In this section of Luke, we continue to see the subversive movement that is meant to undermine the dominant thinking of the day. What value is it to bless only those who have blessed us? Luke has caught on to a characteristic that was present in the movement of the day but also in the everyday lives of those of us in the church today.

Since the time of my youth I have been asked to be a part of design teams, consultations, dialogues on inclusivity, and other such movements of revitalization. In more circumstances than I can count, the conversations have contained comments such as this: “If we take a field trip with young people, whom shall we allow to go? Will it be for church members only?” or other comments with similar mentalities. In our modern society it is easy to reserve our hospitality, our love, and our generosity for those persons who “deserve” it or with whom we are comfortable.

What if God used the same judgment with us: “You shall not have water for you are not really thirsty,” or “You shouldn’t have exerted yourself that much; you should have known you would get thirsty,” or “You shall not have food today, for you do not know hunger.”

It is easy to love only those who love us or to pray only for those whom we care about. Anyone can show such acts of piety. The gospel of the movement of Jesus demands that we lose our self-absorption to focus on the needs of our neighbors. And our neighbors may be those who do not look like us, those who speak other languages, those on the opposite side of the political spectrum, or even those in other countries and regions. This is what the gospel requires of us.

God, may we love as you have loved us. Help us to take care of those in need, wherever they may be in your world. Amen.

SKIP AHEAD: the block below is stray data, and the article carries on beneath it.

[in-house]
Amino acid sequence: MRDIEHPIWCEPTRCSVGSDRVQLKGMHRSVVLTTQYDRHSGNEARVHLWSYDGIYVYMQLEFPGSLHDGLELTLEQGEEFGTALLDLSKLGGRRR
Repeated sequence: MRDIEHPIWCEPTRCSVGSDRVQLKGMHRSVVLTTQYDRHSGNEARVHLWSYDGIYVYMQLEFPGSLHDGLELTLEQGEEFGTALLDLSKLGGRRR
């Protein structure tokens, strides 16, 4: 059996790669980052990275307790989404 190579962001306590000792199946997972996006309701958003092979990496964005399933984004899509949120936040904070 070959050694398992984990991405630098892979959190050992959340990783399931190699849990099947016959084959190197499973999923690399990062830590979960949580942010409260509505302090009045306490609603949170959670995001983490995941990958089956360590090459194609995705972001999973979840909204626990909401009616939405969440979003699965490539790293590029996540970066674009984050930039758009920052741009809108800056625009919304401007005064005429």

Pray the Scriptures Using Audio Lectio
Read Luke 6:27-38

1 Comment
Log In to leave a comment
Lectionary Week
February 18–24, 2019
Scripture Overview

Joseph had experienced betrayal by his brothers and then had been sold into slavery. At the time, he no doubt had felt abandoned by God. However, after God raises up Joseph in Egypt, Joseph is able to provide for his family in a time of drought. Although others have acted with evil intentions, God uses it for good. The psalmist offers a similar encouragement. We struggle in the real challenges that face us, but we believe in a God who can carry us through them. In First Corinthians, Paul explains that God carries us even through death to resurrection glory on the other side. Jesus teaches us to respond to evil with mercy. Because we believe in a God who will ultimately bring justice, we do not need to serve as judge and executioner.

Questions and Suggestions for Reflection

Read Genesis 45:3-11, 15. How would considering your children’s children to seven generations change the way you make decisions?
Read Psalm 37:1-11, 39-40. What is your relationship to the land on which you live now and the land on which you lived as you grew up?
Read 1 Corinthians 15:35-38, 42-50. How do you live out the characteristics of God’s imperishable realm?
Read Luke 6:27-38. How do you respond to Jesus’ call to love your enemies as an individual? How does your community of faith follow this gospel requirement?

Respond by posting a prayer.

Whitney Simpson offers a wide-open doorway into embodied practice and awakens us to the long-held wisdom of our tradition that our bodies are sacred places where God meets us and dwells. Fully Human, Fully Divine is a true Christmas gift!”

Click here to learn more about our newest Advent book and eCourse.